Three years ago, Denver Art Museum (DAM) curator Timothy Standring picked up a small, 18.5-inch-by-31-inch painting. The striking rendition of the Piazza San Marco in Venice—one of the world’s most celebrated public spaces—had been gifted to the DAM by local collector Charles Edwin M. Stanton. Though it bore no signature and had some minor damage, the flawless composition made an impression on Standring, who thought it could only be the craft of a master painter.

Indeed, it was the work of famous 18th-century Italian artist Giovanni Antonio Canal (better known as Canaletto). To verify the painting’s source, Standring traveled to London to consult Canaletto expert Charles Beddington, who deemed it one of the artist’s earliest undocumented works, created between 1736 and 1740. Where it went after he painted it will forever remain a mystery. (At some point, it was named Venice: The Molo from the Bacino di S. Marco.) The bulk of Canaletto’s paintings—known for their dramatic lighting and precise rendering of architecture, maritime scenes, and human figures—was absorbed into the Royal Collection in England or acquired by monarchs and aristocrats while the artist was still alive. Most works are valued in the millions.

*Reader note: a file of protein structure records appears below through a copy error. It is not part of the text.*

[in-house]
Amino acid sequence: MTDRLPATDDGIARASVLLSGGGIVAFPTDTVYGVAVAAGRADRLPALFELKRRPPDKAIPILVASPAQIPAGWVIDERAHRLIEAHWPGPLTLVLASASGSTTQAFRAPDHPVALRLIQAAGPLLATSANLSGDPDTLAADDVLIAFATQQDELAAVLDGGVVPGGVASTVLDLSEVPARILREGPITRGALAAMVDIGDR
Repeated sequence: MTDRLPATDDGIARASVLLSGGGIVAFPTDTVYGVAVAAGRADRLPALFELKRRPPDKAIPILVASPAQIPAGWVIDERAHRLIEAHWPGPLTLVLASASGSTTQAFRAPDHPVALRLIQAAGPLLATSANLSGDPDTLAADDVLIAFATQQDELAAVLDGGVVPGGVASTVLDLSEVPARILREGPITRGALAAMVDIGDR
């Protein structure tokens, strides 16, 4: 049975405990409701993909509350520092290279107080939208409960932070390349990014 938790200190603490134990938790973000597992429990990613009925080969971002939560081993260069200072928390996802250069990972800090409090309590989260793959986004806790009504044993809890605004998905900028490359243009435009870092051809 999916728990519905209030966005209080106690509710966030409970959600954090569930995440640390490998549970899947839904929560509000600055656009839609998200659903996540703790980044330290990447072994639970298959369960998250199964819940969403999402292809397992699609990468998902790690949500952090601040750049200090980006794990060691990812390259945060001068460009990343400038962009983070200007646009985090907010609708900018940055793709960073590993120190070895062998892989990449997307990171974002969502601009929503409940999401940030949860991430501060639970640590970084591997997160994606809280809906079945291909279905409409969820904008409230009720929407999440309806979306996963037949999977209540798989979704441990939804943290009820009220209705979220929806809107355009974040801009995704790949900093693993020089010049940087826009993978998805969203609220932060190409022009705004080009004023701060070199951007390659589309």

Venice now sits in the hands of James Squires, the DAM’s associate conservator of paintings, who has the arduous task of restoration. His job includes removing old varnish and mismatched paint that was previously added by restorers, and filling in cracks and voids with paints and varnishes. “It was actually in better shape than I thought it would be,” Squires says. “A lot of the original color is there, and the brushwork is still visible.” But there’s still much to be done: The painting will finally make its public debut in February. Exclusive: View a slideshow of the restoration process at



100 » Hours needed to complete the restoration process.

14 » Steps in the restoration process, from removing discolored varnish to stretching the canvas onto a new frame.

8 » Layers of original paint, added paint, varnish, and sealants.

2 » Number of scholars in the world who study Canaletto’s works and life exclusively.